## Conjugate

When we were discusing the quaternion conjugate we found that it had at least 3 useful properties:

- (q1 q2)† = q2† q1† In this way we can change the order of the multipicands.
- q * q† = a
^{2}+ b^{2}+ c^{2}+ d^{2}= real number. Multiplying a quaternion by its conjugate gives a real number. This makes the conjugate useful for finding the multiplicative inverse. For instance, if we are using a quaternion q to represent a rotation then conj(q) represents the same rotation in the reverse direction. - Pout = q * Pin * q† We use this to calculate a rotation transform.

Can we define a conjugate for dual quaternions that has these properties?

There are multiple definitions for the conjugate of a dual quaternion:

- Q† = r† + ε d†
- Q† = r - ε d
- Q† = r† - ε d†

where:

- Q = the dual quaternion
- Q† = the conjugate of the dual quaternion
- r = a quaternion
- d = another quaternion which forms the dual part of the dual quaternion.

The type of conjugate that we use depends on what we want it to do:

type of conjugate | use of this type |

Q† = r† + ε d† | reversing multiplicands (Q1 Q2)† = Q2† Q1† |

Q† = r - ε d | |

Q† = r† - ε d† | translation Pout = Q * Pin * Q† |

The first of these has this properties:

(Q1 Q2)† = Q2† Q1†

So if :

Q = a + b i + c j + d k + e ε + f iε + g jε + h kε

then:

Q† = a - b i - c j - d k + e ε - f iε - g jε - h kε

We can show that (Q1 Q2)† = Q2† Q1† by expanding out the terms as follows:

(Q1 Q2)† = ((r1 + ε d1)*(r2 + ε d2))†

= (r1*r2 + ε (r1*d2 + d1*r2))†

= (r1*r2)† + ε (r1*d2)† + ε (d1*r2)†

compare this to

Q2† Q1† = (r2 + ε d2)†*(r1 + ε d1)†

= (r2† + ε d2†)*(r1† + ε d1†)

= r2†*r1† + ε (r2†*d1† + d2†*r1†)

= (r1*r2)† + ε (r1*d2)† + ε (d1*r2)†

Amy de Buitléir has written this document to explain in this document and kindly allowed me to publish it.

### Inverse Function

Dividing quaternions is done by multiplying top and bottom by the conjugate, can we do the same with dual quaternions?

Q Q† = (r + ε d)*(r + ε d)†

= r*r†+ ε (r*d† + d*r†)

= r*r†+ ε (r*d† + (r*d†)†)

but q + q† = 2*real part

Q Q† = |r|² + 2*ε*real(r*d†)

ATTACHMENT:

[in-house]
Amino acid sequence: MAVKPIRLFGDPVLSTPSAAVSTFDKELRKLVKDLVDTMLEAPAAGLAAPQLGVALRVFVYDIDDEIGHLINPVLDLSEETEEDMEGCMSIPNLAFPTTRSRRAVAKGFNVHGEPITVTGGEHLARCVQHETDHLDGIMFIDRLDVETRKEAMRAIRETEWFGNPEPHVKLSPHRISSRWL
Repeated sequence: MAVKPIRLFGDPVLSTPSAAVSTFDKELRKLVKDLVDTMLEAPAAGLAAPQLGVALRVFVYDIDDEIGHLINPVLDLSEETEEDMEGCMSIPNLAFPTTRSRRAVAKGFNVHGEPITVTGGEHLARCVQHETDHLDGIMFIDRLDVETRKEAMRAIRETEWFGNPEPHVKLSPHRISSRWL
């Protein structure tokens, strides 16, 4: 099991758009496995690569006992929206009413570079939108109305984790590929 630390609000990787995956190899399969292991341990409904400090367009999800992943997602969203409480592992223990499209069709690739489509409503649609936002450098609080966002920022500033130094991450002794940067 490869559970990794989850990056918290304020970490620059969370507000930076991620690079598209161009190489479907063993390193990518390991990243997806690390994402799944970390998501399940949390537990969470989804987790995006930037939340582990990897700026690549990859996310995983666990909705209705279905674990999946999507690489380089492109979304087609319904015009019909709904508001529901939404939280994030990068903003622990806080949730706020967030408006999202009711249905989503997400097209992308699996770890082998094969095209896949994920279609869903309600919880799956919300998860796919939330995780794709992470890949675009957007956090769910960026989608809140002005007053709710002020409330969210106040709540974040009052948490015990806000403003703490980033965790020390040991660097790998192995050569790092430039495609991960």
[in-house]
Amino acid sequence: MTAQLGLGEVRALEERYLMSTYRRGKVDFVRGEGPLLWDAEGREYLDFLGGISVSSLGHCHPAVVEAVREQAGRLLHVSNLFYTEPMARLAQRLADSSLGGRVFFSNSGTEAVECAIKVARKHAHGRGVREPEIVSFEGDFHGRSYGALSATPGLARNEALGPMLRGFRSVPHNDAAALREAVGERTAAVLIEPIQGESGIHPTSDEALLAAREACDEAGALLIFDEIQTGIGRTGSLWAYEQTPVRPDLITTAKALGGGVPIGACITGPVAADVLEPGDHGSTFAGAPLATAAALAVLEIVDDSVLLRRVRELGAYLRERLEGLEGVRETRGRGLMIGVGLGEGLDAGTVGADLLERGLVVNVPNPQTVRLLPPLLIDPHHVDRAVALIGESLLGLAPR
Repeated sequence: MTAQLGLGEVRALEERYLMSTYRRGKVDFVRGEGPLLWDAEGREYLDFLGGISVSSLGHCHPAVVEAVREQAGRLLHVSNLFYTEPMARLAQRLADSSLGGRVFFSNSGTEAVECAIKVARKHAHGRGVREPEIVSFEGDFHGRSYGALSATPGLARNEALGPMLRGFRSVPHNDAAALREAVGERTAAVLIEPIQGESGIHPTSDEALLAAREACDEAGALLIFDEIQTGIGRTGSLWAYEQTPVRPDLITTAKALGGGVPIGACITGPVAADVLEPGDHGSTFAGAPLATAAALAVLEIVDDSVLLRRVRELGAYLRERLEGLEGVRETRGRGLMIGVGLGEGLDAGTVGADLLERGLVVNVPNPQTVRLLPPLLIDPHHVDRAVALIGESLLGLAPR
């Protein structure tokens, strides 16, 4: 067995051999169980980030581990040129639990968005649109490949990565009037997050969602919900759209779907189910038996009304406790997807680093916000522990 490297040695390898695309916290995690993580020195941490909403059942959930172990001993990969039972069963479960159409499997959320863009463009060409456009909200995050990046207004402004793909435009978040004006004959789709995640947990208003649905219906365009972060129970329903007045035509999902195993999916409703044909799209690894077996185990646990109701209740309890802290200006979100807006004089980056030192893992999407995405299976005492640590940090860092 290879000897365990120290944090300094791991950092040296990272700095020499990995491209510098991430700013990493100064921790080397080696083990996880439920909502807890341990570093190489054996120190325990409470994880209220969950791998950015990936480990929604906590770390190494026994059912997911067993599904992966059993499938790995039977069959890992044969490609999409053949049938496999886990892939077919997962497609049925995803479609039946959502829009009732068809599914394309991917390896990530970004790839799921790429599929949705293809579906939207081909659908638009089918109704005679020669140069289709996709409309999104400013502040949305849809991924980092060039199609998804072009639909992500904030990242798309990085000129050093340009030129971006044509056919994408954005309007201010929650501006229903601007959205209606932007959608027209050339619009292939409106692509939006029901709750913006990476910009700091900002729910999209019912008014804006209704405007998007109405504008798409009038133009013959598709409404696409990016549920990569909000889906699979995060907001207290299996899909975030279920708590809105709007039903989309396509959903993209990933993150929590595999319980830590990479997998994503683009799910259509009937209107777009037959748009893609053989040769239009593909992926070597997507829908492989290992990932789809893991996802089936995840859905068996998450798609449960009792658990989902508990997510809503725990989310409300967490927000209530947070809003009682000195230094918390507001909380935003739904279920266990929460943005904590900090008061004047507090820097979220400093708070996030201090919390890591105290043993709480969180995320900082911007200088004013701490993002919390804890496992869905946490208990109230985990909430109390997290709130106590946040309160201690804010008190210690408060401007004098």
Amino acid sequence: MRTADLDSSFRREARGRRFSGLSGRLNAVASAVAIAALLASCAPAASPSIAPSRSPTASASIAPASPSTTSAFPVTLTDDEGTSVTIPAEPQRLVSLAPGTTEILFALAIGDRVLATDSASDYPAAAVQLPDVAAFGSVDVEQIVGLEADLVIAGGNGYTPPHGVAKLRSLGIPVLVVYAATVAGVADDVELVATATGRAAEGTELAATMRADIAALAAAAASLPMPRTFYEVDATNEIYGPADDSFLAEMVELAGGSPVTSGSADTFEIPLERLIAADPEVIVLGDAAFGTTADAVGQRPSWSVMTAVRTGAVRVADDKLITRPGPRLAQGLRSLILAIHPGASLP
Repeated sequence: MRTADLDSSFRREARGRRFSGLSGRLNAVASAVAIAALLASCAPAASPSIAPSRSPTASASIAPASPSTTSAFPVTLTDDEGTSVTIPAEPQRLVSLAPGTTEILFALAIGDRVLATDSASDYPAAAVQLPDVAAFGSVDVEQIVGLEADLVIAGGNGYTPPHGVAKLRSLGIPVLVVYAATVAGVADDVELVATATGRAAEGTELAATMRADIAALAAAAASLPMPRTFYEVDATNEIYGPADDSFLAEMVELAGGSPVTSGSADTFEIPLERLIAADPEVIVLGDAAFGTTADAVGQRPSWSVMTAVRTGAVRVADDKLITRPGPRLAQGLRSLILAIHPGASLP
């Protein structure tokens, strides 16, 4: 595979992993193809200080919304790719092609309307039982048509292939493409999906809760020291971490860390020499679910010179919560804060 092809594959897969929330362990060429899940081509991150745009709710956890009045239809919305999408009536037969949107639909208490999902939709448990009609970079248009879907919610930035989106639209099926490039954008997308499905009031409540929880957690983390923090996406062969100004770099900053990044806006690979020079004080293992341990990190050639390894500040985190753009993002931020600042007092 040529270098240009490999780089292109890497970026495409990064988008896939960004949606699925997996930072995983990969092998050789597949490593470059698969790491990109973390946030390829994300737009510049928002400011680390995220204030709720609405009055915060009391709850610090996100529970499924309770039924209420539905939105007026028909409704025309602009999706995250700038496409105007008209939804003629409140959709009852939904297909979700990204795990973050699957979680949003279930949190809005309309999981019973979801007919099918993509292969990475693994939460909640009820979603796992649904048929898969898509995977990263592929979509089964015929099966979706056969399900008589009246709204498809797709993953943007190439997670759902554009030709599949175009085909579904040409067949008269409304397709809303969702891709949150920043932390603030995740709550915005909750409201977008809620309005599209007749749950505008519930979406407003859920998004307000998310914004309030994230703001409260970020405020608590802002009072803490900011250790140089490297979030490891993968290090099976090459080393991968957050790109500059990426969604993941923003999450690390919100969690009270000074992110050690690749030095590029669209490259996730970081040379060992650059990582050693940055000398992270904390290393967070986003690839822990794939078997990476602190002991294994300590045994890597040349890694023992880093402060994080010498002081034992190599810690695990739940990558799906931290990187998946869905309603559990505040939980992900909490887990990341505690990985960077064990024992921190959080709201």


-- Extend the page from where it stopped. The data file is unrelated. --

This is a bit messy so lets double check it by repeading with a fully expanded quaternion, start with this dual quaternion,

Q = (a + ε b) + i (c + ε d) + j (e + ε f) + k (g + ε h)

multiplying by the quaternion conjugate:

Q† = (a + ε b) - i (c + ε d) - j (e + ε f) - k (g + ε h)

gives the dual number:

Q Q† = (a + ε b)^{2} + (c + ε d)^{2} + (e + ε f)^{2} + (g + ε h)^{2}

multiplying out the terms gives:

(aa + ε 2ab) + (cc + ε 2cd) + (ee + ε 2ef) + (gg + ε 2gh)

(aa + cc +ee +gg) + ε 2* (ab + cd +ef +gh)

Which is in the same form as we found earier

Can we get rid of ε term by multiplying by:

(aa + cc +ee +gg) - ε 2* (ab + cd +ef +gh)

which gives:

(aa + cc +ee +gg)^{2}

so we first multiplied by: (a + ε b) - i (c + ε d) - j (e + ε f) - k (g + ε h)

and then: (aa + cc +ee +gg) - ε 2* (ab + cd +ef +gh)

so the total multiplier is:

((a + ε b) - i (c + ε d) - j (e + ε f) - k (g + ε h))*((aa + cc +ee +gg) - ε 2* (ab + cd +ef +gh))

giving:

((a - i c - j e - k g) + ε (b - i d - j f - k h))*((aa + cc +ee +gg) - ε 2* (ab + cd +ef +gh))

multiply out:

(a - i c - j e - k g)*(aa + cc +ee +gg)

+ ε ((b - i d - j f - k h)*(aa + cc +ee +gg) - 2* (a - i c - j e - k g)*(ab + cd +ef +gh))

so the terms are:

real = a*(aa + cc +ee +gg)

i = -c*(aa + cc +ee +gg)

j = -e*(aa + cc +ee +gg)

k = -g*(aa + cc +ee +gg)

ε = b*(aa + cc +ee +gg) - 2*a*(ab + cd +ef +gh)

iε = -d*(aa + cc +ee +gg) + 2*c*(ab + cd +ef +gh)

jε = -f*(aa + cc +ee +gg) + 2*e*(ab + cd +ef +gh)

kε = -h*(aa + cc +ee +gg) + 2*g*(ab + cd +ef +gh)